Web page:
What makes this an even harder pill to swallow is that Patrick is turning his back on a promise he made during his campaign.
We will have in-state tuition for undocumented aliens when I am governor.Deval Patrick – WBZTV (4 April 2006)
If these promises hadn’t been made by Patrick, I’m sure immigrant communities and their allies would have thought twice about supporting him. They certainly wouldn’t have been out campaigning for him.
I defended Patrick in January when the press pounced on an off-hand comment Patrick made about pursuing administrative options for migrant in-state tuition, but no longer. Patrick doesn’t want to take the heat that comes along with standing up for justice. It looks as if all his “inspirational themes of inclusiveness and hope” were for naught. Migrant youth aren’t high enough up on his priority list.
I would have thought twice about writing this post if I hadn’t seen another shift towards the anti-migrant in Patrick’s positioning, announced just yesterday.
The Patrick administration is stepping up its efforts to shine some light on the state’s “underground economy.”
The administration on Tuesday unveiled a new hotline for anonymous
tipsters to report examples of employers paying workers under the
table, avoiding mandatory insurance payments or misclassifying
employees as independent contractors.Jon Chesto – MetroWest Daily News (21 May 2008)
Sure, the article says the “task force has not focused on looking for immigrants who are in the country illegally”, but that doesn’t mean that an anonymous hotline will not be abused by those that have a bone to pick with migrants, racial minorities, or their employers.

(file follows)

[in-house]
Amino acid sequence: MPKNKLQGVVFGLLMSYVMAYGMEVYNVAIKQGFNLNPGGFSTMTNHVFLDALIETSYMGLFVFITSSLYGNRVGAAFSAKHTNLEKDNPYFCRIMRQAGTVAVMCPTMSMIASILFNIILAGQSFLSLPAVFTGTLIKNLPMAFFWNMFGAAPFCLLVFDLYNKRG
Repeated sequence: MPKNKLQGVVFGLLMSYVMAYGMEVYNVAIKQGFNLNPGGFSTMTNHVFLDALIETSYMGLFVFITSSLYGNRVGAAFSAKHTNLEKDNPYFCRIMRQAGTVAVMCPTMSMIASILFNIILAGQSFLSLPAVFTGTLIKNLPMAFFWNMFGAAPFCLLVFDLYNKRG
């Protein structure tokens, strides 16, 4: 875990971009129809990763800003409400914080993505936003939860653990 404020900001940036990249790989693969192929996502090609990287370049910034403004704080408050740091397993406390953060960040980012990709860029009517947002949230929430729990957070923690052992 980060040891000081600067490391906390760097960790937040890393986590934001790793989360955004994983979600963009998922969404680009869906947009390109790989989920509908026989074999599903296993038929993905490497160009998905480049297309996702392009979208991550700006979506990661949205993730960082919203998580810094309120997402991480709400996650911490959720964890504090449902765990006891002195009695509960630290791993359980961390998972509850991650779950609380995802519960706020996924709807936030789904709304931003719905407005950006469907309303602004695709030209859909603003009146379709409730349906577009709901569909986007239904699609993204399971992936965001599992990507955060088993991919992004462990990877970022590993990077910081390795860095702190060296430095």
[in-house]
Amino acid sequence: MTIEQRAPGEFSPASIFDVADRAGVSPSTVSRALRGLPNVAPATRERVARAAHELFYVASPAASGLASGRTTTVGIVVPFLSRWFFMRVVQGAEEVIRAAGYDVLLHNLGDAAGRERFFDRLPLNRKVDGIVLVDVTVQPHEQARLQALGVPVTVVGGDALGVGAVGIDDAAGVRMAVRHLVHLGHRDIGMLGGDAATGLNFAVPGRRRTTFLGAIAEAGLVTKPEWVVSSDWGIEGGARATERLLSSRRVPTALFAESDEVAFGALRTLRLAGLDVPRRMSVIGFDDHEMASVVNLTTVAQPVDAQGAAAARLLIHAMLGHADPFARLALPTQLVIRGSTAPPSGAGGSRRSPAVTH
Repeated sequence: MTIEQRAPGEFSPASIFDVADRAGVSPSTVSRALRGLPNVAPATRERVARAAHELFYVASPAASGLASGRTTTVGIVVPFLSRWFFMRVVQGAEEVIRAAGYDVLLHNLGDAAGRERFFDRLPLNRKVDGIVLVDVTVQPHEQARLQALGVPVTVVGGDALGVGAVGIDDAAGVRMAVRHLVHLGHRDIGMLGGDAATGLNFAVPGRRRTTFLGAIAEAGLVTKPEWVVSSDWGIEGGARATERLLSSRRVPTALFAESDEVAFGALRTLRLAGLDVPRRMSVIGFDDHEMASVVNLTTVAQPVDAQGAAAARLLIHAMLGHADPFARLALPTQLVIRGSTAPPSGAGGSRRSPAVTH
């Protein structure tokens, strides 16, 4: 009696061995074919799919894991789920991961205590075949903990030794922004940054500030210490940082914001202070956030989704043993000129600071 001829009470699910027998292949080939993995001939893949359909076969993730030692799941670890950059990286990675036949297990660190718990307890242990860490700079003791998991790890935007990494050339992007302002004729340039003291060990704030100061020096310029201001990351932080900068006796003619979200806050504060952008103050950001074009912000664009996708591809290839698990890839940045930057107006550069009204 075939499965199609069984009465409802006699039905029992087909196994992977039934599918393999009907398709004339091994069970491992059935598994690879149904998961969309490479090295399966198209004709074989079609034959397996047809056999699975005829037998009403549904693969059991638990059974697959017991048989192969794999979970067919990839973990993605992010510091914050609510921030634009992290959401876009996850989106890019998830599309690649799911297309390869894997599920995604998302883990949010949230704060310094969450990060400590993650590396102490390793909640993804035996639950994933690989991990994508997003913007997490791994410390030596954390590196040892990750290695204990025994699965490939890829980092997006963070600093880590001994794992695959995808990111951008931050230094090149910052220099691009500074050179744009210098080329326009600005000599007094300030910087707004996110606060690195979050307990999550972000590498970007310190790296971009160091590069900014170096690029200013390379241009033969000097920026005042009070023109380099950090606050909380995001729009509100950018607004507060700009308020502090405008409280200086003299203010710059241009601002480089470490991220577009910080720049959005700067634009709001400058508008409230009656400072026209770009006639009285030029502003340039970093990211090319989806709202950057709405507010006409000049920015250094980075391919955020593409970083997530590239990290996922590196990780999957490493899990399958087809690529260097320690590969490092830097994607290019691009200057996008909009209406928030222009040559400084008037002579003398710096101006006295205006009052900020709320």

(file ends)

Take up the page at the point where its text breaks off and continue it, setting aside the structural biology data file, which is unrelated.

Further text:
It’s a lesson we learn all too often in politics. Politicians don’t keep their promises. Call me stupid for thinking that someone with campaign rhetoric as lofty as Patrick’s would be different. Fool me once Patrick. Shame on you. Fool me twice. Shame on me.
Send in letters to the Boston Globe telling Deval Patrick you’re disappointed with how he sold out migrant youth. Give his office a call (617-725-4005), too, if you have the time.
UPDATE (by David): Doug Rubin, Governor Patrick’s chief of staff, responds in the comments:
The Governor’s position has not changed – he supports the issue and continues to believe this is an issue of fundamental fairness and that young people that graduate from Massachusetts public schools should be eligible for the same tuition rates as their peers regardless of their immigration status.
Based on a request from the Legislature and advocates, we conducted a legal review to see if these changes could be made by regulation instead of through legislation. However, after an exhaustive review of the issue by our legal team, they believe that there are significant legal impediments to implementing this change administratively. This is a change that will need to be enacted through legislation, legislation that the Governor does support.